Dusting Off the Old Ones was published in 1961 by W. B. Clarke, Miles City, Montana.
Agricultural College at Miles City
The Montana State Agricultural College at Bozeman was established by an act of the 1893 state legislature, but we wonder how many of our readers are aware of the fact that Miles City was an aspirant for the site of the college. Custer County's delegation in that session consisted of Reno Swift, whose residence was Ekalaka, as state senator, and L. A. Huffman and J. R. McKay, both of Miles City, as members of the lower house.

Early in the session, Mr. Hurfman gave notice that he would introduce a bill for the location of the agricultural college at Miles City. This was the year that the locations of the different units of the university system were determined, as well as of other state institutions. Montana was a young state, having gained her statehood in 1889, and much was to be done in the matter of state government. As usual, under the circumstances, there were many aspirants for the different institutions, both educational and otherwise.

Missoula wanted all the units of the educational system allocated at the Garden City, while Butte was an aspirant for the School of Mines; Livingston and Dillon were both after the Normal School, while Bozeman, Miles City and Great Falls were all in the field for the agricultural college. Billings wanted the penitentiary. Here in Miles City, the Chamber of Commerce was very active in the promotion of Miles City as the logical site for the college. Many meetings were held, and much was done to promote our town for the location of that unit. At one of these meetings, Representative Huffman was present and addressed the meeting. In his remarks, he did not claim that Miles City had a sure thing of getting the college, but felt that it had the best chance--that the special exhibits from Miles City at the last two state fairs had created a favorable impression and that other local conditions were in favor of the location of the college here. One of the statements made during the campaign was that Bozeman tried to make a point of superior adaptability for the school over Miles City because of her altitude of 5,000 compared with 2,000 at Miles City. However, on this basis, Miles City contended that the Yellowstone valley offered the largest agricultural area in the state, and should the college be located at Bozeman, the growing of corn, tomatoes, melons, tobacco and a host of other products, all of which could be profitably grown here, would be excluded from the experiments made by the college were it located at Bozeman at the higher altitude, where the growing season was so much shorter.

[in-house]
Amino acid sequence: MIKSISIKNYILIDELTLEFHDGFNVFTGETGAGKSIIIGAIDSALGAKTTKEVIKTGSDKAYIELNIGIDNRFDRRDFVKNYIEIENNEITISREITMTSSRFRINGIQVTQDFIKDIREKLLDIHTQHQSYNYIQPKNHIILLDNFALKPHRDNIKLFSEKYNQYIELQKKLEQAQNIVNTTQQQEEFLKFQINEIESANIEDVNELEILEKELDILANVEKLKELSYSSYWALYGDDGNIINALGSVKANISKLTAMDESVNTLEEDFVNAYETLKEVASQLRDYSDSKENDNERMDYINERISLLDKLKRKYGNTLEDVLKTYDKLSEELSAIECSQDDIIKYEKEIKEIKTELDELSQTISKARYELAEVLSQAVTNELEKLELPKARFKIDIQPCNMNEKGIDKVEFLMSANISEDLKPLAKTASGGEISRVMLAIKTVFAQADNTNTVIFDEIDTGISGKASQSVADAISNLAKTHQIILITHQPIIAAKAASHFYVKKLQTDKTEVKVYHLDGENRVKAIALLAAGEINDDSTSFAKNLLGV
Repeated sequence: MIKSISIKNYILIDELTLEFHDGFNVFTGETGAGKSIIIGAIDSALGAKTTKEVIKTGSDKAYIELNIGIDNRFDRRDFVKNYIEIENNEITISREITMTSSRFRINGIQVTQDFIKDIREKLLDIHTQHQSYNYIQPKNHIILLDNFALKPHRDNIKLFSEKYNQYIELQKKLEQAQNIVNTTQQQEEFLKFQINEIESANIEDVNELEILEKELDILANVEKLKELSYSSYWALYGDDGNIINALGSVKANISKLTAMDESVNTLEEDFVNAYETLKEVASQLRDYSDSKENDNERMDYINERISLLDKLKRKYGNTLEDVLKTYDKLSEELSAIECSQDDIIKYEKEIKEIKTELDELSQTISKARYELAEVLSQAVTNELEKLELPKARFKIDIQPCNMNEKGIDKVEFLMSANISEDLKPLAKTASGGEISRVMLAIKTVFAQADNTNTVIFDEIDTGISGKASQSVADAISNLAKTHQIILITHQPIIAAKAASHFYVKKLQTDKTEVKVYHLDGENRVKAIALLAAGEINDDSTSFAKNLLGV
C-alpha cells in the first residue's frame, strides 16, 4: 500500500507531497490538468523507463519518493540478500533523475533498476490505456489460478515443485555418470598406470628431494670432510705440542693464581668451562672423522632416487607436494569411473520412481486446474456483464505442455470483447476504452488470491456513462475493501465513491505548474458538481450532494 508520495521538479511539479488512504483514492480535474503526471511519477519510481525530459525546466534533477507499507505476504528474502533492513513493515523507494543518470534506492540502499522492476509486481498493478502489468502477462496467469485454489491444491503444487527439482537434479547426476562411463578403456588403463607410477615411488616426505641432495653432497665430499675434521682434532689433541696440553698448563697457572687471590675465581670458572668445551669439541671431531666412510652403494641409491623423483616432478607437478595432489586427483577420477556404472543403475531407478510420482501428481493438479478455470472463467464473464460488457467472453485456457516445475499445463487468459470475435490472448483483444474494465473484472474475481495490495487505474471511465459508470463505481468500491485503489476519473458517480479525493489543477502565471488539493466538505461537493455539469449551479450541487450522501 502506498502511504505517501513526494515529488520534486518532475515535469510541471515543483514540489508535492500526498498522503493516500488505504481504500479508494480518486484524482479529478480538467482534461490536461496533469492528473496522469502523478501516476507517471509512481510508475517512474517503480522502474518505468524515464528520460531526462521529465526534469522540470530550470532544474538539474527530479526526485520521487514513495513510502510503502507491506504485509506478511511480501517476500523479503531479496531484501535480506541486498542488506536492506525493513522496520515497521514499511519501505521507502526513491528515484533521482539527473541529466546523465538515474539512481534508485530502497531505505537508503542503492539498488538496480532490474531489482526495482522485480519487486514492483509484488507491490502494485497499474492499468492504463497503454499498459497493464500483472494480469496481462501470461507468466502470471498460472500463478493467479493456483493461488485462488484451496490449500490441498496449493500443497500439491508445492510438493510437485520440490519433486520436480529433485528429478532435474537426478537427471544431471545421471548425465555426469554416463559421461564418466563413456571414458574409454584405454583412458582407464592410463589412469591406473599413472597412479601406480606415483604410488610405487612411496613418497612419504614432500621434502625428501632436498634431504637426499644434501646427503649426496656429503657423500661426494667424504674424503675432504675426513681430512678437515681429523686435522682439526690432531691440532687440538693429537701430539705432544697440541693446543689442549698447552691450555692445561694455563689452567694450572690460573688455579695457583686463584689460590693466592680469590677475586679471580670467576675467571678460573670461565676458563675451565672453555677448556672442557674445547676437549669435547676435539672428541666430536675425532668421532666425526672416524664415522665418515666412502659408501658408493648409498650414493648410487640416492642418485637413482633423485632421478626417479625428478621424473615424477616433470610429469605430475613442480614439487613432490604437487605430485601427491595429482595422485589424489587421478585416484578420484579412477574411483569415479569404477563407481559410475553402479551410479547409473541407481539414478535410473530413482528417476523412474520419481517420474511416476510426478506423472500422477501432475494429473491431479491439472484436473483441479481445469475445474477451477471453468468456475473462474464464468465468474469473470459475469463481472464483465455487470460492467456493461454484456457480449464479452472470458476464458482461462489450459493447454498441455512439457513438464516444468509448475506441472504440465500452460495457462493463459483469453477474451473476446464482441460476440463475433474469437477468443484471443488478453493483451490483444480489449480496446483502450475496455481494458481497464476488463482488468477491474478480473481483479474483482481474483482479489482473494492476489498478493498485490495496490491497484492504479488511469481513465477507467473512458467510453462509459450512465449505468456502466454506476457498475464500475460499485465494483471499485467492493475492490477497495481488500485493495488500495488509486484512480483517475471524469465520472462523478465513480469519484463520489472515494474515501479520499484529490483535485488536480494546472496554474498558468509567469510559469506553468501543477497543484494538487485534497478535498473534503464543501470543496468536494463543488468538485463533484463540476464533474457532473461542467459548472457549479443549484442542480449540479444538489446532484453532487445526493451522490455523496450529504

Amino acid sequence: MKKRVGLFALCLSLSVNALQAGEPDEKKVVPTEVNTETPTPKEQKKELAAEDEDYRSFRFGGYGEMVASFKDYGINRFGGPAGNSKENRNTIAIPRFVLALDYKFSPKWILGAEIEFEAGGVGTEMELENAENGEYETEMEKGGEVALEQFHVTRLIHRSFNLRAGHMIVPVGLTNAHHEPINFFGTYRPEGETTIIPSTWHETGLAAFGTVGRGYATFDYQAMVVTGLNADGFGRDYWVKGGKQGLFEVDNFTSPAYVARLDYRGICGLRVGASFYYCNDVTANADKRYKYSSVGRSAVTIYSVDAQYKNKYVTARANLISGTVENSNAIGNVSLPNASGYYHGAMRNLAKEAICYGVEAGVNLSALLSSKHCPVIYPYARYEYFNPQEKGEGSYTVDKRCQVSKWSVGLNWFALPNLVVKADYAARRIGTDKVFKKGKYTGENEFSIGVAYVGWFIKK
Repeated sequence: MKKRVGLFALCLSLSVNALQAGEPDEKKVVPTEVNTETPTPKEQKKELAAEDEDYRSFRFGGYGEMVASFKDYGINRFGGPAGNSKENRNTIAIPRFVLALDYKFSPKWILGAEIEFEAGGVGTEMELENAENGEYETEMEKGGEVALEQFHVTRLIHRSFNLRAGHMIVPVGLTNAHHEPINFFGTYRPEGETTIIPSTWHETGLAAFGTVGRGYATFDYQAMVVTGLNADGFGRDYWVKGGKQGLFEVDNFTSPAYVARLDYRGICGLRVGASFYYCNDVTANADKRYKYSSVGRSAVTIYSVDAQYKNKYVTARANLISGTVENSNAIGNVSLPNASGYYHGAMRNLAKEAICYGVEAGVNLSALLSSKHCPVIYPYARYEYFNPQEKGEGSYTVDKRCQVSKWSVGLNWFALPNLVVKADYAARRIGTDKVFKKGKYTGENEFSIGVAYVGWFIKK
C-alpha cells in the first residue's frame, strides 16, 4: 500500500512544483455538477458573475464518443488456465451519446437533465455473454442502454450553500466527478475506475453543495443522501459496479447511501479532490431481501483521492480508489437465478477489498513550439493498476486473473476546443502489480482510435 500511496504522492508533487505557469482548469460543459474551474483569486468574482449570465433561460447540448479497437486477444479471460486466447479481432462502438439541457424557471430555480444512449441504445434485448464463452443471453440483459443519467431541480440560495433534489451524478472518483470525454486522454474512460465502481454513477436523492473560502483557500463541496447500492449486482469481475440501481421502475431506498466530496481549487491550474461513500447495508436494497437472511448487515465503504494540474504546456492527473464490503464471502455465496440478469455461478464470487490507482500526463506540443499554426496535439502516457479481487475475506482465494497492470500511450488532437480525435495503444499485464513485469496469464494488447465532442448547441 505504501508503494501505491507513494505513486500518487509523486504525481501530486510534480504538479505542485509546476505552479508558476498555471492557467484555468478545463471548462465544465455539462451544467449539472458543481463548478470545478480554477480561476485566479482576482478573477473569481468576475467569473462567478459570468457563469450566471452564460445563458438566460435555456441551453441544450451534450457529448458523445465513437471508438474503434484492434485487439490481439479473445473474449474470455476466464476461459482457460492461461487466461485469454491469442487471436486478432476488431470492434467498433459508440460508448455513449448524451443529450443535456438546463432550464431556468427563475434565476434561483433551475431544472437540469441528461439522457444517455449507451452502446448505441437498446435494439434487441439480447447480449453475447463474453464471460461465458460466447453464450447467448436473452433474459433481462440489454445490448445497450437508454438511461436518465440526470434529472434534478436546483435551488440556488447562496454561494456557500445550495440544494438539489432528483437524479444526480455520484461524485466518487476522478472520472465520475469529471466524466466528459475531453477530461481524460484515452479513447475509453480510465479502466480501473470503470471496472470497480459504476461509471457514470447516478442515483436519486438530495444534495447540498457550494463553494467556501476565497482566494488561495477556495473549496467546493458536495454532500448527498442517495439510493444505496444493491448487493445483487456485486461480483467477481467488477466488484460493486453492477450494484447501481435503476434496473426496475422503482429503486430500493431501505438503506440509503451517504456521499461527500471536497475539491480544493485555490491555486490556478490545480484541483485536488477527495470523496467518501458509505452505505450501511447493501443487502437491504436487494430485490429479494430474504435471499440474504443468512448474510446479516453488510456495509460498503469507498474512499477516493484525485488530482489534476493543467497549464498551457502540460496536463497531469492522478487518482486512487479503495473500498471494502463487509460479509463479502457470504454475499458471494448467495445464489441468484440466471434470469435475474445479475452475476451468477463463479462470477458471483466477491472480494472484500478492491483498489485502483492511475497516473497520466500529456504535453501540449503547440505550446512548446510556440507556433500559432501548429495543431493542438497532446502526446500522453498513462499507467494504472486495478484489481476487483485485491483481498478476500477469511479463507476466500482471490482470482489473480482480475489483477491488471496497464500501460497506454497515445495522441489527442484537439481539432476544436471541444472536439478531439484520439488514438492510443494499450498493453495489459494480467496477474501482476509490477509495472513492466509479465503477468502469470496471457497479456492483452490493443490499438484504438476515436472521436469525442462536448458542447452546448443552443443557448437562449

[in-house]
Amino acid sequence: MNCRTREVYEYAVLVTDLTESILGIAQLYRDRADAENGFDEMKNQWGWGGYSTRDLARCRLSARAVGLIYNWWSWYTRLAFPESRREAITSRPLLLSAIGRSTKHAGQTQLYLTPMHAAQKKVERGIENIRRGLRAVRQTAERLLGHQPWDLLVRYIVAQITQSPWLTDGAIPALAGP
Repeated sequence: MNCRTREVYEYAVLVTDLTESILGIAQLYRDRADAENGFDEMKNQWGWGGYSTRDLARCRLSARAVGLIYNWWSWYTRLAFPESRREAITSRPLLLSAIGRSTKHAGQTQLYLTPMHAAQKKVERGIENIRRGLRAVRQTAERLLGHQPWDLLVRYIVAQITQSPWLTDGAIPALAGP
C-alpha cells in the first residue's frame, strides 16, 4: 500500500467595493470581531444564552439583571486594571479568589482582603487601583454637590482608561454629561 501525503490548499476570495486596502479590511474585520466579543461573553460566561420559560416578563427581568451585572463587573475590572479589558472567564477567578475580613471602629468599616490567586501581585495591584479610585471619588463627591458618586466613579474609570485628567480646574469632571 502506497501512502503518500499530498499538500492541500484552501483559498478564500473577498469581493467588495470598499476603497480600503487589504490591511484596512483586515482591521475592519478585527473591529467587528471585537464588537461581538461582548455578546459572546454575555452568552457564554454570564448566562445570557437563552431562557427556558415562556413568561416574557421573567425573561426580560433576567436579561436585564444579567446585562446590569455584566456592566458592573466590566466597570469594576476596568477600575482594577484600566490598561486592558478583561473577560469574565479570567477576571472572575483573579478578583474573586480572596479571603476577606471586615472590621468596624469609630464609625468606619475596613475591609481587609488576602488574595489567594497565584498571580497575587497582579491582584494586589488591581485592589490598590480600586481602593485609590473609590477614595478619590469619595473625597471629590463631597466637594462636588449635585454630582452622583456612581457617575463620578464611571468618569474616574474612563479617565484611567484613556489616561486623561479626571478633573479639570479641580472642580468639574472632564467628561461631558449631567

Bozeman won in the bill on the Senate, Miles City's only vote being cast by Custer County's Senator Reno Swift. We were unable to find a record of the vote in the house, but we know that Bozeman won and won handily. Much was said in the local press concerning our efforts to have the college located here. It seems that during the campaign for the location of the state capital in the fall of 1892, some Bozeman folks who were out trying to get the capital located at the Gallatin county city, openly wore badges inscribed "Miles City for the Agricultural College" and decorated their advertisements with ears of corn and other products foreign to Bozeman. In that race for the state capital, Bozeman carried Custer County by a large majority, receiving 760 votes as against 451 for Helena, 51 for Great Falls, 16 for Anaconda, 7 for Butte and 5 for Boulder. So, in the matter of the selection of a site for the college, some folks were under the hope that Bozeman would not be a candidate against Miles City, but would throw its support to us. An editorial in the Journal anent the race for state capital the fall before and appearing after the settlement of the site for the state college stated: "Bozeman was no more in the race than Boulder. The work of the emissaries in this community, however, served a double purpose--first, by helping them to a halfway respectable position in the capital race, and second, by depriving Miles City of the support of Lewis and Clark's delegation in the legislature this winter, with which we would have been strong enough to be in the combine and would have in all probability beaten Bozeman for the college."